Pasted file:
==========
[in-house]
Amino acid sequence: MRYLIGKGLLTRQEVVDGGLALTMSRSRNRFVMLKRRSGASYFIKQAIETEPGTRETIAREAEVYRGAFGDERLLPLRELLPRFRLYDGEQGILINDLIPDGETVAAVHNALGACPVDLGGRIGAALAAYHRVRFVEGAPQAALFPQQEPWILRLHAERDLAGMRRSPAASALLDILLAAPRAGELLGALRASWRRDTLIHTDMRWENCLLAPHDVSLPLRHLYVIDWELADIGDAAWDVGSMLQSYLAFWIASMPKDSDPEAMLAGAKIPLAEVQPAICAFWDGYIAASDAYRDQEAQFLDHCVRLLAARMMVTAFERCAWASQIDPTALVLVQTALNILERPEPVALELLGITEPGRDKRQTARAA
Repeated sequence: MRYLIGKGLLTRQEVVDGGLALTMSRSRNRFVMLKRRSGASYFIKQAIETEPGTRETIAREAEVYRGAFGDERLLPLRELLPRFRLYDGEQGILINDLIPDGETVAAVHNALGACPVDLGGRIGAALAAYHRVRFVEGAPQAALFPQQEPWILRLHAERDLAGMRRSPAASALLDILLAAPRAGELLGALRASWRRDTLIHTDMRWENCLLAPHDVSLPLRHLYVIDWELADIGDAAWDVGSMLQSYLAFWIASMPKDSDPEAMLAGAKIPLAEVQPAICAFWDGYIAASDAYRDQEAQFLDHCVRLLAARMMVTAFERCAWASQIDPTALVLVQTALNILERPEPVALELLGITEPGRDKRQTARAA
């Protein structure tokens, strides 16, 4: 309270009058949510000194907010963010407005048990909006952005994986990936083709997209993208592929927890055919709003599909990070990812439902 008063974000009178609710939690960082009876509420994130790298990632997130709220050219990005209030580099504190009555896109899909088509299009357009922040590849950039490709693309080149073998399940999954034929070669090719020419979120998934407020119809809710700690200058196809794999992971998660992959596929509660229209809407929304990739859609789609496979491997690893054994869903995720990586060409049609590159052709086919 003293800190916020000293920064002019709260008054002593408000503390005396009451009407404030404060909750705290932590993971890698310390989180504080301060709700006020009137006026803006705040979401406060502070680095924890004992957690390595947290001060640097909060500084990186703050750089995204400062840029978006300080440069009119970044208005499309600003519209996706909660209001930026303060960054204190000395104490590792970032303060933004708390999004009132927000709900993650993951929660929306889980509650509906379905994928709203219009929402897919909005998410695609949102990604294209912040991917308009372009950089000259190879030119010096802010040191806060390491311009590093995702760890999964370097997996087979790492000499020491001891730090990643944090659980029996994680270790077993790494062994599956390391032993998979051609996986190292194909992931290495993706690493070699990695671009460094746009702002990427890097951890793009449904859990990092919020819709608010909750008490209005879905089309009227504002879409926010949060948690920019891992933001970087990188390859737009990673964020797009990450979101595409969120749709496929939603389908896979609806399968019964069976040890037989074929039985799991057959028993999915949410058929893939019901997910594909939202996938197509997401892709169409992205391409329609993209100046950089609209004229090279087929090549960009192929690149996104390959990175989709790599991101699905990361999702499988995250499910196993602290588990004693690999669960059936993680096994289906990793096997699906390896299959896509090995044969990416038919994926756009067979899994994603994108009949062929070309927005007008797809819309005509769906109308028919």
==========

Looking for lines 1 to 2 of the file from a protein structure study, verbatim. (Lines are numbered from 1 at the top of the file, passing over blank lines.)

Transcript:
[in-house]
Amino acid sequence: MRYLIGKGLLTRQEVVDGGLALTMSRSRNRFVMLKRRSGASYFIKQAIETEPGTRETIAREAEVYRGAFGDERLLPLRELLPRFRLYDGEQGILINDLIPDGETVAAVHNALGACPVDLGGRIGAALAAYHRVRFVEGAPQAALFPQQEPWILRLHAERDLAGMRRSPAASALLDILLAAPRAGELLGALRASWRRDTLIHTDMRWENCLLAPHDVSLPLRHLYVIDWELADIGDAAWDVGSMLQSYLAFWIASMPKDSDPEAMLAGAKIPLAEVQPAICAFWDGYIAASDAYRDQEAQFLDHCVRLLAARMMVTAFERCAWASQIDPTALVLVQTALNILERPEPVALELLGITEPGRDKRQTARAA